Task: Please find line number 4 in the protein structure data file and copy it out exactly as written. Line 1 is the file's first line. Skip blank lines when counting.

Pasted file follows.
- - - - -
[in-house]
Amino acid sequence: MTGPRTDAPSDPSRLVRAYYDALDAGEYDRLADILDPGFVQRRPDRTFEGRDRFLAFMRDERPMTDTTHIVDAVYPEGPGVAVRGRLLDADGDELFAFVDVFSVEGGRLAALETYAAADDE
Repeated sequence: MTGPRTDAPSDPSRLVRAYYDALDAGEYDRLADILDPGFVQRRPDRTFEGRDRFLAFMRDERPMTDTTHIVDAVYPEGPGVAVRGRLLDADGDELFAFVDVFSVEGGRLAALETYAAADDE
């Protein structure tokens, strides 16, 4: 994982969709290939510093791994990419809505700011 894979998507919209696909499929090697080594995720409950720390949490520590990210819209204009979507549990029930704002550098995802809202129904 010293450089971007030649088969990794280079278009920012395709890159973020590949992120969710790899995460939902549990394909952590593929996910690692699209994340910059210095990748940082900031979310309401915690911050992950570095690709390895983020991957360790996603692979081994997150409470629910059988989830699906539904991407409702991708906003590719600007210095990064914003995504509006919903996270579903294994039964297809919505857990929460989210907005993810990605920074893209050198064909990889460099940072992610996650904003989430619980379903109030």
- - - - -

């Protein structure tokens, strides 16, 4: 994982969709290939510093791994990419809505700011 894979998507919209696909499929090697080594995720409950720390949490520590990210819209204009979507549990029930704002550098995802809202129904 010293450089971007030649088969990794280079278009920012395709890159973020590949992120969710790899995460939902549990394909952590593929996910690692699209994340910059210095990748940082900031979310309401915690911050992950570095690709390895983020991957360790996603692979081994997150409470629910059988989830699906539904991407409702991708906003590719600007210095990064914003995504509006919903996270579903294994039964297809919505857990929460989210907005993810990605920074893209050198064909990889460099940072992610996650904003989430619980379903109030």